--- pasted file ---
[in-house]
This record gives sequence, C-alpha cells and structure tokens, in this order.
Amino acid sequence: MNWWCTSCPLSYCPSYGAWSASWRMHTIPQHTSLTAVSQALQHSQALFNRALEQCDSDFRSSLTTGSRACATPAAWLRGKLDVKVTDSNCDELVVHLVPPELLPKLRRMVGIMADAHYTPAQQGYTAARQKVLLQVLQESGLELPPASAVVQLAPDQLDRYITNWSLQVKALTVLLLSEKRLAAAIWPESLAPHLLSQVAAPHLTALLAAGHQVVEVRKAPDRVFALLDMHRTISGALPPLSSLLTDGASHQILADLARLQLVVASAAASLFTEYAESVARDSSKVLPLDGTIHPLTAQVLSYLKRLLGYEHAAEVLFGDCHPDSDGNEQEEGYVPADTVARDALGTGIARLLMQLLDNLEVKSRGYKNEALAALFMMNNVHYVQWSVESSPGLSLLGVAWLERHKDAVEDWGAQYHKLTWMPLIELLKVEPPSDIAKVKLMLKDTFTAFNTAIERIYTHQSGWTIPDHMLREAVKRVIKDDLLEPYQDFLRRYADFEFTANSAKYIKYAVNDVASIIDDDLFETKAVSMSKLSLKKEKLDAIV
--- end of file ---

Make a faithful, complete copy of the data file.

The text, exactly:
[in-house]
This record gives sequence, C-alpha cells and structure tokens, in this order.
Amino acid sequence: MNWWCTSCPLSYCPSYGAWSASWRMHTIPQHTSLTAVSQALQHSQALFNRALEQCDSDFRSSLTTGSRACATPAAWLRGKLDVKVTDSNCDELVVHLVPPELLPKLRRMVGIMADAHYTPAQQGYTAARQKVLLQVLQESGLELPPASAVVQLAPDQLDRYITNWSLQVKALTVLLLSEKRLAAAIWPESLAPHLLSQVAAPHLTALLAAGHQVVEVRKAPDRVFALLDMHRTISGALPPLSSLLTDGASHQILADLARLQLVVASAAASLFTEYAESVARDSSKVLPLDGTIHPLTAQVLSYLKRLLGYEHAAEVLFGDCHPDSDGNEQEEGYVPADTVARDALGTGIARLLMQLLDNLEVKSRGYKNEALAALFMMNNVHYVQWSVESSPGLSLLGVAWLERHKDAVEDWGAQYHKLTWMPLIELLKVEPPSDIAKVKLMLKDTFTAFNTAIERIYTHQSGWTIPDHMLREAVKRVIKDDLLEPYQDFLRRYADFEFTANSAKYIKYAVNDVASIIDDDLFETKAVSMSKLSLKKEKLDAIV